There were a number of brands suggested by my colleagues as sighted on death watch, but I’ll let those opinion makers chime in themselves and go out on their own limbs as I did with Blackberry. I have my suspicions about who might be on deck for next year’s list, but I will keep those sealed for now in a paper envelope so as not to publicly curse them or too soon embarrass myself for being wrong. Some in the soon to be gone circle I still like and am hoping for a comeback, though not many.

I think I may make this an annual feature. History would suggest I won’t have much trouble coming up with a list each year. Why chronicle the abdicated? Creative destruction is permanently embedded in our business culture, and even the greatest company can be gone in a single product cycle if customers aren’t understood to be our ultimate boss. With constraints on distribution forever less a moat and abundant technology a ceaseless path to increased consumer choice, business leadership requires nimble execution, unending responsiveness, and gracious humility to constantly win anew customer loyalty. It’s a lesson we all need front and center to do our jobs honestly and well: Innovate quickly or die.


Welcome to a New Kind of Tension

From Newsweek — August 24, 2010:

Silly Things We Believe About Witches, Obama, and More” by David A. Graham

Orwell taught us that freedom is the freedom to say that two plus two make four.  How much simpler and profound does it get than that?  Depends on how deeply you value your belief set.

There are a few ways to cause people to deny that two plus two make four.  The most basic of course is to cause them to suffer so much physical or psychological pain that they will say anything to make the pain stop.  In Orwell’s anti-Utopian 1984, that was the most expedient, effective, and predictable approach.  With power-based fear as a means of control and the ability to inflict pain, an autocratic society can not only write its own rules, it can divine its own science and history.  We know the parable of 1984 is extreme, but we also know the context and landscape from which it emerged.  Thus far, our core values have largely prevailed, at least within most of our own sphere of influence.  The fact that I can freely type these words and publish them globally without restriction or anticipated retribution suggests we have collectively heeded the warning and fought reasonably successfully against the absurd.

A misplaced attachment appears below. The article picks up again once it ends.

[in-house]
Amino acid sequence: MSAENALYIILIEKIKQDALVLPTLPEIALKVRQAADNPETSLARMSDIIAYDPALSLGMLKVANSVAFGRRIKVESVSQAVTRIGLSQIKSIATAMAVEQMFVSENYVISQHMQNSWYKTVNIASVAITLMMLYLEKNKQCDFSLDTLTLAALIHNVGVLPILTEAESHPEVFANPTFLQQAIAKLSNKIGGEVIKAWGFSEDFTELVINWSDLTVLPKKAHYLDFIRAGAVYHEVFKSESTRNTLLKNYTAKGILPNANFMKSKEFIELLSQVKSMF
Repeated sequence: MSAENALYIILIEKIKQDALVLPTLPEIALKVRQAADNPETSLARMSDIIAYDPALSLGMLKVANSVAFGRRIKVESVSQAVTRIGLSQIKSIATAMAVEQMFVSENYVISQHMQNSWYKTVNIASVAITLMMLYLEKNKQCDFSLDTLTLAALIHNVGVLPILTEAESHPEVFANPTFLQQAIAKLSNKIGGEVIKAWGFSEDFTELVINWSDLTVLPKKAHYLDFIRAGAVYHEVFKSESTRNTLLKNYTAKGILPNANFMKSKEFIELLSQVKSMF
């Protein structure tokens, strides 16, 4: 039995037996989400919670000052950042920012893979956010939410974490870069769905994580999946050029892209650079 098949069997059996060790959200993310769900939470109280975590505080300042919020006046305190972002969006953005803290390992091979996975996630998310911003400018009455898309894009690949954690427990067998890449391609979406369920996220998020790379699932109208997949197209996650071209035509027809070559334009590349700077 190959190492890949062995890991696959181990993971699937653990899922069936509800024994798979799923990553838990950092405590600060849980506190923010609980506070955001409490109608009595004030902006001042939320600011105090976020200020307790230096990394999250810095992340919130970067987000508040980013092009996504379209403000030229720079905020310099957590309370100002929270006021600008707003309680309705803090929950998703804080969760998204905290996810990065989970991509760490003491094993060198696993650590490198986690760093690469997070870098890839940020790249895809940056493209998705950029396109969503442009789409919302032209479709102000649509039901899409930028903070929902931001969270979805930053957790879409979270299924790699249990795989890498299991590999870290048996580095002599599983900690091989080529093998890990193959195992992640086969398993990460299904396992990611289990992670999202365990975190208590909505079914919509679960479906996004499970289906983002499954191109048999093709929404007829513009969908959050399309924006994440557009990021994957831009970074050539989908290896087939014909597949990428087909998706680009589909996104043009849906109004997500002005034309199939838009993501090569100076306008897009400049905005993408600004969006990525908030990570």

Yet there is a more subtle and gnawing mode of drowning in Orwell’s soup without tangible restraint or any violence.  It’s called repetition.  If enough people say enough times that our President was not born of Constitutional privilege to hold his office — and that his true religion is something other than what he does choose to practice — the echoes will resonate, first slowly with skepticism, then with snowballing strength, and soon enough with mystical authority.  Can the untrue be perceived as true without fundamental questioning?  Why certainly, if there is no agenda to question the rhetoric which most suits a listener’s taste.  When we test the waters for the tides, we refer to the methodology as opinion polling.  Opinions are entirely products of freedom, they are shared freely without legislative filter, and they contain the power to be as impactful if not more so than facts.  Is this a game?  Indeed, it is a well-played game where the stakes transcend all that we hold to be sacred.